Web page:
No playing-time minimum.

Judge isn’t that close to Trout, but still, we’re talking about fifth place. Fifth place since 1900. This season has been something extraordinary. Granted, WAR gets more flimsy the further back you go, because it does a worse job of accounting for baserunning and defense. And anyhow, while Judge is a perfectly capable defensive outfielder, he’s really known for his bat. Here are the top 10 rookies just by wRC+.

Top Rookie Hitters
Player Year Team wRC+
Joe Jackson 1911 Naps 184
Aaron Judge 2017 Yankees 169
Benny Kauff 1914 Hoosiers 167
Mike Trout 2012 Angels 167
Jose Abreu 2014 White Sox 167
Carlton Fisk 1972 Red Sox 165
Rico Carty 1964 Braves 165
Dick Allen 1964 Phillies 162
Fred Lynn 1975 Red Sox 161
Albert Pujols 2001 Cardinals 159
Minimum 500 plate appearances.

There’s a Trout season in there, and there’s an Abreu season in there. We’ve been spoiled by some of the rookie seasons that we’ve seen recently. Nevertheless, one shouldn’t lose sight of what Judge has managed to pull off. There were plenty of articles trying to put Judge’s offensive year in historical context back in June and July. Those were fine, and fairly helpful. But there’s always a problem when you’re trying to compare an ongoing, partial season to completed, former seasons. You have to allow time for regression. Judge regressed, and he regressed hard. But he’s caught fire again in September. At this point, he’s basically played a whole year. And he’s been the best rookie hitter in more than a century.

With still a few games left, Judge might drop out of second place. He won’t keep hitting two home runs every game. He has essentially no chance of climbing into first. But Judge also basically can’t drop out of the top 10. He’s cemented his standing as an all-time rookie, and not just in terms of his home-run total. This is the home-run era, after all; homer numbers everywhere are inflated. Something like wRC+ accounts for that by considering context. Even within the context of 2017, Judge has been impossibly good.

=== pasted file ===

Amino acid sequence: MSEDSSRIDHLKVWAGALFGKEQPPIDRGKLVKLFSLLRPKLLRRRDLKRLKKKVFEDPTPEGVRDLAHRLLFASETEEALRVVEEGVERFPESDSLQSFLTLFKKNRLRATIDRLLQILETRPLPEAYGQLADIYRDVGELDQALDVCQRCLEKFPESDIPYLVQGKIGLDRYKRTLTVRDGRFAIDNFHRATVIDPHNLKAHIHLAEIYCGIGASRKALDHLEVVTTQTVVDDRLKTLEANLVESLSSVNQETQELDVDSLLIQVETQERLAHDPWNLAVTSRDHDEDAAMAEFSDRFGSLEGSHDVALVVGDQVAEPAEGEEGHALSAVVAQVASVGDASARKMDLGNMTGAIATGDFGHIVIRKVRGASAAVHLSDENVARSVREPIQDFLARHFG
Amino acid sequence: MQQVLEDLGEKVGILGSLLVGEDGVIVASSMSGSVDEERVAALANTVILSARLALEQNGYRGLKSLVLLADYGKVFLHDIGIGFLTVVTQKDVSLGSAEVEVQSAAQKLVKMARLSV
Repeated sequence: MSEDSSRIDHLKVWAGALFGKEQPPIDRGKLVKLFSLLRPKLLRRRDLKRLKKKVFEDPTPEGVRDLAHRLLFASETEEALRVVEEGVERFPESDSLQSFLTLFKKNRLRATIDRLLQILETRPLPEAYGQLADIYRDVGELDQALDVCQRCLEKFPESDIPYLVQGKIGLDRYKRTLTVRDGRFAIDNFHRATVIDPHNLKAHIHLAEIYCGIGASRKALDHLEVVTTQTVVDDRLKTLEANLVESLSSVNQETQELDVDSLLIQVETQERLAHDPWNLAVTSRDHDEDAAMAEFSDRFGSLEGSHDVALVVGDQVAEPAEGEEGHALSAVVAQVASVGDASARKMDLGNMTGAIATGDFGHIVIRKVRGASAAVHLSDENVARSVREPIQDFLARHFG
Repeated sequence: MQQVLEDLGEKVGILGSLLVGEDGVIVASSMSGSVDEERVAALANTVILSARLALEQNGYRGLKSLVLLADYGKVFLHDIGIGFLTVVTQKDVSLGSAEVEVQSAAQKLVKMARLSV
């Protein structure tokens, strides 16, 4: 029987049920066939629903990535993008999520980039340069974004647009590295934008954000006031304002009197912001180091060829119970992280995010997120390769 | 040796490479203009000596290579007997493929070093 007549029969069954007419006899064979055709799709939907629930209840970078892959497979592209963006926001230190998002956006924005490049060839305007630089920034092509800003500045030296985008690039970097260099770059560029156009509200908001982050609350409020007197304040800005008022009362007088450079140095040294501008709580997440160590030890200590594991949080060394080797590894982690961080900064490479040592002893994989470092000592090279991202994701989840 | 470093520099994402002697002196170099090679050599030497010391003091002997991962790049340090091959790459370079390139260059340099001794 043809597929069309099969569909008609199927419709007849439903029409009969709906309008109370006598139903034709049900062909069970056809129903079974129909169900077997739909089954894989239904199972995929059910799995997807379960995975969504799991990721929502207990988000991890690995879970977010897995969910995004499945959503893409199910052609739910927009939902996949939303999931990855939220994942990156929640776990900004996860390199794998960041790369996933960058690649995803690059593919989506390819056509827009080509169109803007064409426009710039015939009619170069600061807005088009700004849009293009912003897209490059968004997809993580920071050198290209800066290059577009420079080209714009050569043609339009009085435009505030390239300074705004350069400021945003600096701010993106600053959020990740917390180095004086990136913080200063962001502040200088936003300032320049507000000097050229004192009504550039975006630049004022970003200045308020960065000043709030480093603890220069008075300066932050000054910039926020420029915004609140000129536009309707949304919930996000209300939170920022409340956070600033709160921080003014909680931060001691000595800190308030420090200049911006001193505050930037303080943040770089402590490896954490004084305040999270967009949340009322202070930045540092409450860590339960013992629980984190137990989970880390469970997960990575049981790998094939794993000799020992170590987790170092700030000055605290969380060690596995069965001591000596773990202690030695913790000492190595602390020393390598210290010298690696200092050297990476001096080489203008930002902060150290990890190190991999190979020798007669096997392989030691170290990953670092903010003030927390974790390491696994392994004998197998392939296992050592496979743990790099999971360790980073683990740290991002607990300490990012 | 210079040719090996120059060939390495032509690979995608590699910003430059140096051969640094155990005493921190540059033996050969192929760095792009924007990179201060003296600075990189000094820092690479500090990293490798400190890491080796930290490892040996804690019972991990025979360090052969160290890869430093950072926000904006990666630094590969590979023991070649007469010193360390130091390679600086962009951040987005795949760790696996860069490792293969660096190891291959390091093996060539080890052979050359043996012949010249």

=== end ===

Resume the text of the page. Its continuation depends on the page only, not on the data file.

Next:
Impossibly good, slump and all.

All talented young players will run into a slump. When Judge’s performance dropped off, there was speculation he was hurt, and there was speculation pitchers had figured him out. Whenever a player dips like that, the true test is in the recovery. And, Aaron Judge has recovered. He’s been maybe the best hitter again over the past few weeks, demonstrating that he could adjust to the adjustments. It’s not a problem that Judge hit a slump. It would only be a problem if it sustained. Judge is back, now, and he leads all position players in WAR.

Elsewhere, a lot of credit needs to go to Tommy Pham. Pham has helped to keep the Cardinals alive, and he’s done so by outpacing his preseason projected WAR by 5.3 wins. That’s a hell of a season he’s had, but still, Judge has outpaced his own preseason projection by 6.2 wins, and counting. One of Judge’s awards can be assumed. Yet because of what he’s done, I have to note that only Ichiro Suzuki and Fred Lynn have won, in the same season, the Rookie of the Year and the league MVP. I don’t know if Judge’ll win as the most valuable player. I actually suspect that he won’t. But, my goodness, is there ever a case to be made. You don’t need me to tell you that Aaron Judge has been a most wonderful rookie. I’m just not sure if it can be repeated enough.

Jeff made Lookout Landing a thing, but he does not still write there about the Mariners. He does write here, sometimes about the Mariners, but usually not.

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4 years ago

I’m already accustomed to thinking of Judge as an established superstar, even though he’s still just a rookie. One hell of a season.